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ALS Still Bites

Bachblog Etch-a-SketchI sometimes read the blogs of PALS and CALS (“Persons with ALS” and “Carers for Persons with ALS”). Unsurprisingly, these blogs are as individual as the persons who write them. Some write very personal, wrenching accounts of day-to-day struggles with ALS. These include those with the willingness and talent to create powerful video records of the inexorable ravages of the disease. Others share their unique and very individual spiritual and philosophical perspectives on life and death with ALS. Still others focus their efforts on advocacy and on raising awareness with the goal of contributing to a better future for those PALS and CALS who will live with this disease in the years to come.

Where does my blog fit in this community of ALS bloggers?

You may notice Bachblog is not really very blog-like. I think of it as a digital Etch-a-Sketch where I doodle in public: just something to futz with while I listen to music in my home office. I take my comments “off the air” so to speak (click on Feedbach to send me email). But I do use blogging software, the name “Bachblog,” and I have ALS. So I am a PALS with a blog.

MLB honors Lou Gehrig on the 75th anniversary of his speechCertainly this is not a blog about ALS or about living with ALS. Sure, buried under pixelated reams of nonsense–book reports, Scrabble tournament logs, the ravings of A Brain, crossword puzzles, musical thank you notes, bird droppings and more–it is possible to find an occasional ALS-related post. In fact, I count some 20 “ALS Bites” posts at the top of the site index. Nearly half of these were written during the time I was being diagnosed more than three years ago. But recently, at least, I have not had much of an interest in dwelling upon the disease or my experience with it. Not here on my blog anyway. Today, though, on the 75th anniversary of Lou Gehrig’s famous speech, I wonder if I shouldn’t address it more regularly.

If I do more blogging about ALS, I suppose I will include elements of all three styles referenced above: personal, philosophical and advocational. I can think of a wealth of topics of interest to me. In no particular order, I would like to bloviate on at least some of these subjects: How effective is the ALSA? — Technology as the cure — Is there a miracle drug on the horizon? — Miracles, placebos and charlatans — My retirement — ALS humor — The “ALS class of 2010/11″ — ALS forums and bloggers — Choices — The VA and ALS.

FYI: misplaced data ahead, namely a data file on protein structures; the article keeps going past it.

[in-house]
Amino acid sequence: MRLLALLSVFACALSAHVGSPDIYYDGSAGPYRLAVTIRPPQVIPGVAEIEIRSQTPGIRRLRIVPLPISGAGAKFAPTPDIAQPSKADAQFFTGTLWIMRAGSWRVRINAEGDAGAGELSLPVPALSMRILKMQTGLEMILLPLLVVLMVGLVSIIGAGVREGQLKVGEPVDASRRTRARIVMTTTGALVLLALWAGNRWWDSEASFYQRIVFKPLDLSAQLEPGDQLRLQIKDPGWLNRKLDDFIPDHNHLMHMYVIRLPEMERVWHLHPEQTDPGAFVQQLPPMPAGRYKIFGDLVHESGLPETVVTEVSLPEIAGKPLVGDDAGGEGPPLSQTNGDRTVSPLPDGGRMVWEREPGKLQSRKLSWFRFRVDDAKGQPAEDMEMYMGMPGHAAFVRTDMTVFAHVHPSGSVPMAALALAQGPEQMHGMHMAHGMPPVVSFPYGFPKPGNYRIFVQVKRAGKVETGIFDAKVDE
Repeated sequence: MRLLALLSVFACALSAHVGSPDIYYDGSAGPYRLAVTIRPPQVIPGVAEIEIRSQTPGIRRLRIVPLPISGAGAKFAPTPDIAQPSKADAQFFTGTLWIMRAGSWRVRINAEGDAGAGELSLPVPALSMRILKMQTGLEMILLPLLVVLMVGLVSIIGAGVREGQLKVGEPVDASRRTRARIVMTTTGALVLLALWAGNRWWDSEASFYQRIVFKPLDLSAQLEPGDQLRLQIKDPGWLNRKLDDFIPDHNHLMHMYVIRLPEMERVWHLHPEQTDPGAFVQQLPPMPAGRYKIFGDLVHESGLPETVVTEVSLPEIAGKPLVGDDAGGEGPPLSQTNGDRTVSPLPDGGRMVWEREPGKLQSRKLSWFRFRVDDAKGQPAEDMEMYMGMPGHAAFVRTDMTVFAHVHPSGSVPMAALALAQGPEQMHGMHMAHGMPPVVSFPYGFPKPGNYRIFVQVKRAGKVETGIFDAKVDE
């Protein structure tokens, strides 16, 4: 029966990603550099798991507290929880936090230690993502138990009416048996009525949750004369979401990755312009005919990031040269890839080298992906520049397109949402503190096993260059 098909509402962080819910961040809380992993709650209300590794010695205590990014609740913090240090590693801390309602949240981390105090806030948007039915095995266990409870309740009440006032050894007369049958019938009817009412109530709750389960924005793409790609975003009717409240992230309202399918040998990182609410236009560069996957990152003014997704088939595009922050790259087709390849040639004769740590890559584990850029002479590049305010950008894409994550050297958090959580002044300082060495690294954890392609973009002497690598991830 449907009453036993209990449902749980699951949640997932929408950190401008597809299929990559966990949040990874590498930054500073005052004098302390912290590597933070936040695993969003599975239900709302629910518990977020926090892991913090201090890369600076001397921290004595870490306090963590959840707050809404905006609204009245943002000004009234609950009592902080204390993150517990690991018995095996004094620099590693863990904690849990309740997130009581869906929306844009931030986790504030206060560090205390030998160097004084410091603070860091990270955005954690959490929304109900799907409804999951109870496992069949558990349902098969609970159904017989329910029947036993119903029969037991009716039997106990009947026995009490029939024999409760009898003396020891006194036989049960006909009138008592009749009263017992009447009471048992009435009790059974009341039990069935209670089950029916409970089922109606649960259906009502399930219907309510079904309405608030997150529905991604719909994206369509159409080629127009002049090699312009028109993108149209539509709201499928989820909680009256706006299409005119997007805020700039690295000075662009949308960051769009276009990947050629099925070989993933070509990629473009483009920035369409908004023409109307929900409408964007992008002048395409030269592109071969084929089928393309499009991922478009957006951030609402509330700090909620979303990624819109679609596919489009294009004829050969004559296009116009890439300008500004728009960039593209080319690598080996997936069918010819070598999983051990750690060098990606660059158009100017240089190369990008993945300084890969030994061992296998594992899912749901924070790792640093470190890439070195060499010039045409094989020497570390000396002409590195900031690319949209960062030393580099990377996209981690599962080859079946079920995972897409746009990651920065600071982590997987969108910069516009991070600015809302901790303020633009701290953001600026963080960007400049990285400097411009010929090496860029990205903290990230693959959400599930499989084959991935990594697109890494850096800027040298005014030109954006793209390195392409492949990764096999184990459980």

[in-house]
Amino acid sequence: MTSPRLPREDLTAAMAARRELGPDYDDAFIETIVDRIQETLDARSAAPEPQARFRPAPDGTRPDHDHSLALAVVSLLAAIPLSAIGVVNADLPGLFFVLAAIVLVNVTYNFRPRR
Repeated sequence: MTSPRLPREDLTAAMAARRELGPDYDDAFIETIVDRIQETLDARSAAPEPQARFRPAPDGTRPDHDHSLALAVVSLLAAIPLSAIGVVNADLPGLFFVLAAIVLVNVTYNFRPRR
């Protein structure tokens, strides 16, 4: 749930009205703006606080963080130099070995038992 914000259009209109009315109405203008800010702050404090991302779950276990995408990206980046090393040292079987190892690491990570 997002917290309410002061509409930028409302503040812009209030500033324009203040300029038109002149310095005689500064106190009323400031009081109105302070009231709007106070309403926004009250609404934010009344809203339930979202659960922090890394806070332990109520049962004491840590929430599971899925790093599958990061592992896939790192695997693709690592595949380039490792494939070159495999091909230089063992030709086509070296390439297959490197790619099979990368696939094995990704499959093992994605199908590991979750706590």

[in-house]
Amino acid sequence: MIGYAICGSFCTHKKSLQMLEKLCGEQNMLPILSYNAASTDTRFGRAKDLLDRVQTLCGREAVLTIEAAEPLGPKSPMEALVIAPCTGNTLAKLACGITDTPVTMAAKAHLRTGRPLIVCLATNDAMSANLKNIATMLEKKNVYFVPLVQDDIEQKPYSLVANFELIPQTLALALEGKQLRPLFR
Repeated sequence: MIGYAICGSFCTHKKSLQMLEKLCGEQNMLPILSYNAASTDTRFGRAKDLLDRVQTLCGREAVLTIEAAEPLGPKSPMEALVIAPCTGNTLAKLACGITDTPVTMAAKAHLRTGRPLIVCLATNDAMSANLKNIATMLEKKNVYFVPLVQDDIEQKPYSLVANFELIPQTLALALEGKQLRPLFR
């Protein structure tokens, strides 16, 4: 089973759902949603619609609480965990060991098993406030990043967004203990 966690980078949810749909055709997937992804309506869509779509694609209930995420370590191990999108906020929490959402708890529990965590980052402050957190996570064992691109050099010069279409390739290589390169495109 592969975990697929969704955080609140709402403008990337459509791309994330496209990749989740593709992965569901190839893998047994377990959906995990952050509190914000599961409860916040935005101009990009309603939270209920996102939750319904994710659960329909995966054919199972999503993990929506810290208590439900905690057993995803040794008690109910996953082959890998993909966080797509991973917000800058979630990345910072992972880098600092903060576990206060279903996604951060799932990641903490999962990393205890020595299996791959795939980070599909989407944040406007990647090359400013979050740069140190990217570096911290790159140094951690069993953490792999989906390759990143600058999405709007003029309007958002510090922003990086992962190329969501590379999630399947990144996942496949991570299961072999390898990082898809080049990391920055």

While I still can use my computer reasonably well, I think I will try to post regularly (every two or three weeks?) about ALS without writing a series of “here is the latest bad/sad news about me” posts. Only time will tell if I can manage that.

In recognition of the 75th anniversary of Lou Gehrig’s speech, here is a one-minute public service announcement aired by the History Channel:

Lou Gehrig was diagnosed with ALS on June 19, 1939 on his 36th birthday and gave his famous speech on July 4 of that same year. He died less than two years after his diagnosis–seventeen days before his 38th birthday–on June 2, 1941. Three quarters of a century later, there still is no cure or effective treatment for the disease. Better care and technology have helped to extend life expectancies, but not by much. According to the ALSA, “life expectancy of an ALS patient averages about two to five years from the time of diagnosis.”

My own diagnosis came just over three years ago at the age of 50. I’m not sure I would go as far as Gehrig and call myself “the luckiest person on the face of the earth,” but I am lucky in many ways and have, like he did, a lot to live for.

Recent ALS Bites:
12/17/2019 Steve’s Emergency Communication To-Go
02/28/2019 Unhappy Anniversary
05/12/2017 The Eyes Have It
08/04/2016 YFALS National Corntoss Challenge
07/18/2016 Scopolamine Blues

   or see the  Complete ALS Bites

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